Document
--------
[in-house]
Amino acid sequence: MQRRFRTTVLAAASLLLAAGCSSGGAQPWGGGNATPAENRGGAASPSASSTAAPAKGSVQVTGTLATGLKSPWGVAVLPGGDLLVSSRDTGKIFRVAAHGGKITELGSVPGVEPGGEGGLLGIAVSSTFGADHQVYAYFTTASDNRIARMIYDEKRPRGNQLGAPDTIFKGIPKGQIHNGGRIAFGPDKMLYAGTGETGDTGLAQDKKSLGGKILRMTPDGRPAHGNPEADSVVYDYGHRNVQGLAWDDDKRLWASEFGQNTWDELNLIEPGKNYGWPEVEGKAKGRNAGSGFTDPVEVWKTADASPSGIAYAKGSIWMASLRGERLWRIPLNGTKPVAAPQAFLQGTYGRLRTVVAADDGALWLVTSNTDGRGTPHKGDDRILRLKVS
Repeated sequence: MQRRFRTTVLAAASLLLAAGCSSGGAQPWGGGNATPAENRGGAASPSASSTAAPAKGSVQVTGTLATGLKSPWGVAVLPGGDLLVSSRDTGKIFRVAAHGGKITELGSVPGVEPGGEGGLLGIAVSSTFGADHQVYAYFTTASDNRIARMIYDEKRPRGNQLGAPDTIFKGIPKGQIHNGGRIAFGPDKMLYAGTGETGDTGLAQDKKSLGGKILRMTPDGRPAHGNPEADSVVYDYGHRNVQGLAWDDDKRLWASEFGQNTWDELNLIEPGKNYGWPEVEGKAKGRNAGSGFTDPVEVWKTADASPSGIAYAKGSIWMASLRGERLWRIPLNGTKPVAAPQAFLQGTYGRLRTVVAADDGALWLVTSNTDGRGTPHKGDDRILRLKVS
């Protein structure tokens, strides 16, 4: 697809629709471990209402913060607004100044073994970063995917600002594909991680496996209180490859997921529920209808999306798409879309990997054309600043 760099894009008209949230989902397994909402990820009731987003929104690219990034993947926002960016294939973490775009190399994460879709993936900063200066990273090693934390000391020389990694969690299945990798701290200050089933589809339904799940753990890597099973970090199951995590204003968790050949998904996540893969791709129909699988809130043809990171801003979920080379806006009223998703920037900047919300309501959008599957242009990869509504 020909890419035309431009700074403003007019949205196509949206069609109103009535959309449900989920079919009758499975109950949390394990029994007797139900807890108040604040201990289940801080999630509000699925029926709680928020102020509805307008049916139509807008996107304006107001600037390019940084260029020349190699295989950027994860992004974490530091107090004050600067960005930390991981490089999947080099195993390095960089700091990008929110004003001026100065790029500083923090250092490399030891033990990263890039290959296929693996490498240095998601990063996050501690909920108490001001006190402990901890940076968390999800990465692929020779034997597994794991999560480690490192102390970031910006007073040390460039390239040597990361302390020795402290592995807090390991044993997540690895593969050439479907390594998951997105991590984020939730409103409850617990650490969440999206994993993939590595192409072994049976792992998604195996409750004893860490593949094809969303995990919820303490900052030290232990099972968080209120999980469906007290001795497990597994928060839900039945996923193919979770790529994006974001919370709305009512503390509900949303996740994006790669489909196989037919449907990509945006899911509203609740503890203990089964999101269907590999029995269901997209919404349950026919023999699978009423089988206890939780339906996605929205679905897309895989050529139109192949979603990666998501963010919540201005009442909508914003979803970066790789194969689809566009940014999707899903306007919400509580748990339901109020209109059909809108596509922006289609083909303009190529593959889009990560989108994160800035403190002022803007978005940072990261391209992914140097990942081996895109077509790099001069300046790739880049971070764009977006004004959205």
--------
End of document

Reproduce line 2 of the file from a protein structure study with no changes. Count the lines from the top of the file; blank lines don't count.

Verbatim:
Amino acid sequence: MQRRFRTTVLAAASLLLAAGCSSGGAQPWGGGNATPAENRGGAASPSASSTAAPAKGSVQVTGTLATGLKSPWGVAVLPGGDLLVSSRDTGKIFRVAAHGGKITELGSVPGVEPGGEGGLLGIAVSSTFGADHQVYAYFTTASDNRIARMIYDEKRPRGNQLGAPDTIFKGIPKGQIHNGGRIAFGPDKMLYAGTGETGDTGLAQDKKSLGGKILRMTPDGRPAHGNPEADSVVYDYGHRNVQGLAWDDDKRLWASEFGQNTWDELNLIEPGKNYGWPEVEGKAKGRNAGSGFTDPVEVWKTADASPSGIAYAKGSIWMASLRGERLWRIPLNGTKPVAAPQAFLQGTYGRLRTVVAADDGALWLVTSNTDGRGTPHKGDDRILRLKVS